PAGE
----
Tag Archives: CT

GI Contrast In CT Scanning for Blunt Trauma

Torso CT scanning has become a mainstay in the evaluation of major blunt trauma. The question of using GI contrast in these CTs arises from time to time. There is an ongoing battle between the ED physician/trauma surgeon, who want quick clinical and relevant results, and the radiologist, who wants nice pictures and a comprehensive list of diagnoses.

IV contrast is so helpful and immediately available that it is virtually a no-brainer to use. The only exception is in patients who have a known allergy to it. GI contrast is more complicated. Ideally, it should be given in divided doses over about an hour, and there just isn’t time for it in trauma patients.

We designed a prospective, randomized study more than 10 years ago that looked at groups of patients who either did or did not receive oral contrast. We studied 394 patients and looked a the need for laparotomy based on study results, delayed diagnoses, and nausea/vomiting.

Thirteen percent of the patients in each group vomited. There were two aspirations, both in the non-contrast group. There were 50 abnormal scans in the contrast group and 55 in the no-contrast group. Nineteen contrast and 14 no-contrast patients were taken to OR.

Most interesting, there were 6 bowel injuries in the contrast group and one was not seen by CT. There were 3 bowel injuries in the no-contrast group and all were seen on CT. We found that there were always other signs of injury, such as mesenteric stranding or bubbles.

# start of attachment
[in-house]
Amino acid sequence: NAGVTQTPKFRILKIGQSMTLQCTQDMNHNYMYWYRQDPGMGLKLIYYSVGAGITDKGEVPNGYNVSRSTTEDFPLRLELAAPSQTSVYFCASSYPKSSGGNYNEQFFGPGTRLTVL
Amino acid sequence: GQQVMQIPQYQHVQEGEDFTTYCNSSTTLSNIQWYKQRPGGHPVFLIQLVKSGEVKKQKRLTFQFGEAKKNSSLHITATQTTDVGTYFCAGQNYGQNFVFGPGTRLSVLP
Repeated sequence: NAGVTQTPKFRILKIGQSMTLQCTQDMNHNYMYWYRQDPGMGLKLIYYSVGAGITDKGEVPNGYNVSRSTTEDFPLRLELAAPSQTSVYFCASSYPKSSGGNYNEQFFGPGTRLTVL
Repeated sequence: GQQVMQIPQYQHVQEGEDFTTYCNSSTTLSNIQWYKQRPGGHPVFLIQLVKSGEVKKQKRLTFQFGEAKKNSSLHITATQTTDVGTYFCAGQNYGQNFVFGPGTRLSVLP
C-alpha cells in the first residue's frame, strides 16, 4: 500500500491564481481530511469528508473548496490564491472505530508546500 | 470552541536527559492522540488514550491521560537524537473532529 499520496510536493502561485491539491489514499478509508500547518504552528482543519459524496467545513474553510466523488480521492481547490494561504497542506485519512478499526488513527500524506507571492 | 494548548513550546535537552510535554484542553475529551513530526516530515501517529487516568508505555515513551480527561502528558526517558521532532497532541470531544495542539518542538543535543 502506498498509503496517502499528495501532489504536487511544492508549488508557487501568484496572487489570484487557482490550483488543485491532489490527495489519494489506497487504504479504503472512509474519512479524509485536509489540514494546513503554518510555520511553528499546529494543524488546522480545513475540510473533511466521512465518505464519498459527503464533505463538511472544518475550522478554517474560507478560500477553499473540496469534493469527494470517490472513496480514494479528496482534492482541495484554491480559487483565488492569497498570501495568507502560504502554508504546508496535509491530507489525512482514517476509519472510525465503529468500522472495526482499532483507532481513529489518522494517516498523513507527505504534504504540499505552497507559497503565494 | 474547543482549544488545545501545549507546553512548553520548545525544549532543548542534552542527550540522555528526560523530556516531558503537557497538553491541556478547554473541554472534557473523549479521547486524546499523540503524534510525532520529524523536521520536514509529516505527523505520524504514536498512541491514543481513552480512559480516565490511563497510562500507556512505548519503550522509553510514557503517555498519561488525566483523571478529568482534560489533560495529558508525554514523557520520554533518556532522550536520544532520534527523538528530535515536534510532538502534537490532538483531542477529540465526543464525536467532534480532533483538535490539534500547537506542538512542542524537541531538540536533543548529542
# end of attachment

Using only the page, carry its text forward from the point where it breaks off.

Bottom line: Oral contrast is not necessary in acute blunt trauma patients undergoing CT of the abdomen. 

Use of Abdominal CT in Stab Wounds to the Anterior Abdomen

In general, stab wounds to the anterior abdomen (like any penetrating injury to the area) demand further evaluation to make sure there are no significant injuries. In the old days, a stab to the abdomen mandated a trip to the operating room. Fortunately, we recognized that more than half of these operations led to negative explorations.

Nowadays we can be much more selective. Here is my approach to evaluating these patients.

First, are there any indications that the patient needs to go to the OR right now?Check the vital signs. If there is any hemodynamic instability, operate! Check the abdomen. If there is obvious peritonitis, or significant tenderness more distant from the actual stab site, off you go to the OR!

Next, after finishing all of the usual ATLS protocol it’s time to evaluate further.Several options exist:

  • Observation – this is good for busy trauma centers that have lots of penetrating injury and busy ORs
  • DPL – not used too much any more, but certainly is legitimate. I recommend that your RBC count threshold be reduced to 25,000 or 50,000
  • Local wound exploration – this works in thinner people. Doing a LWE on an obese patient requires an incision that approaches the size of a small laparotomy. Might as well do it in the OR. Look for any violation of the anterior fascia.
  • CT scan – the new kid on the block

To use CT, the patient must be stable (remember, they should be in the OR if otherwise) and have had a full ATLS evaluation. They should also not be terribly thin. Too little fat makes it difficult to gauge depth of the injury.